“If He Wins, I'm Moving to Canada”: Ideological Migration Threats Following the 2012 U.S. Presidential Election

Authors

  • Matt Motyl

    Corresponding author
    1. University of Virginia
    • Correspondence concerning this article should be addressed to Matt Motyl, Department of Psychology, University of Virginia, P.O. Box 400400, Charlottesville, VA 22904 [e-mail: motyl@virginia.edu].

    Search for more papers by this author

Abstract

Every four years, partisan Americans threaten to migrate to Canada (or some other country) if their preferred candidate loses the Presidential election. This phenomenon has yet to undergo an empirical test. In the present experiment, 308 Obama voters and 142 Romney voters following the 2012 election responded to one of two writing prompts that led them to think about how the United States was becoming more liberal or conservative. Regardless of the writing prompt condition, Romney voters endorsed migration expressions more than Obama voters. Furthermore, Romney voters, compared to Obama voters, expressed a reduced sense of belonging in the United States. The relationship between voting for Romney and migration expressions was fully mediated by sense of belonging. Together, these findings support the ideological migration hypothesis and suggest that threatening to move to Canada following an undesirable election outcome may be driven by voters’ belonging needs.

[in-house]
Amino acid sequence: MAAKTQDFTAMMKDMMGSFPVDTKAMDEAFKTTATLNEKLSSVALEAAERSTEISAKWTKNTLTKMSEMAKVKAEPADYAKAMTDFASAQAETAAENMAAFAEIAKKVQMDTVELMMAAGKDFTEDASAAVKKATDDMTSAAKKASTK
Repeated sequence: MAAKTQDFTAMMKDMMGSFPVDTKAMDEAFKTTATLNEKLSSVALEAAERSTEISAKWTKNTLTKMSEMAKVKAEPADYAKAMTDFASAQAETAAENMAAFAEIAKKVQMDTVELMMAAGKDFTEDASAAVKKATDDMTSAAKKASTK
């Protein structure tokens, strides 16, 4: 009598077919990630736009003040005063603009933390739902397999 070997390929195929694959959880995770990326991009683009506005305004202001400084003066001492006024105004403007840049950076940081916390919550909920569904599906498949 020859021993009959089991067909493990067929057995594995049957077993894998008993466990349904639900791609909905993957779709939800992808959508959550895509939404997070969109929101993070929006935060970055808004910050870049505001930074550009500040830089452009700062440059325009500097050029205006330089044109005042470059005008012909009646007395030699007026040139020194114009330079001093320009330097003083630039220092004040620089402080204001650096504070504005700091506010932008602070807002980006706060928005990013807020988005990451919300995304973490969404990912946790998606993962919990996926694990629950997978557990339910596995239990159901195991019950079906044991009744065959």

Ancillary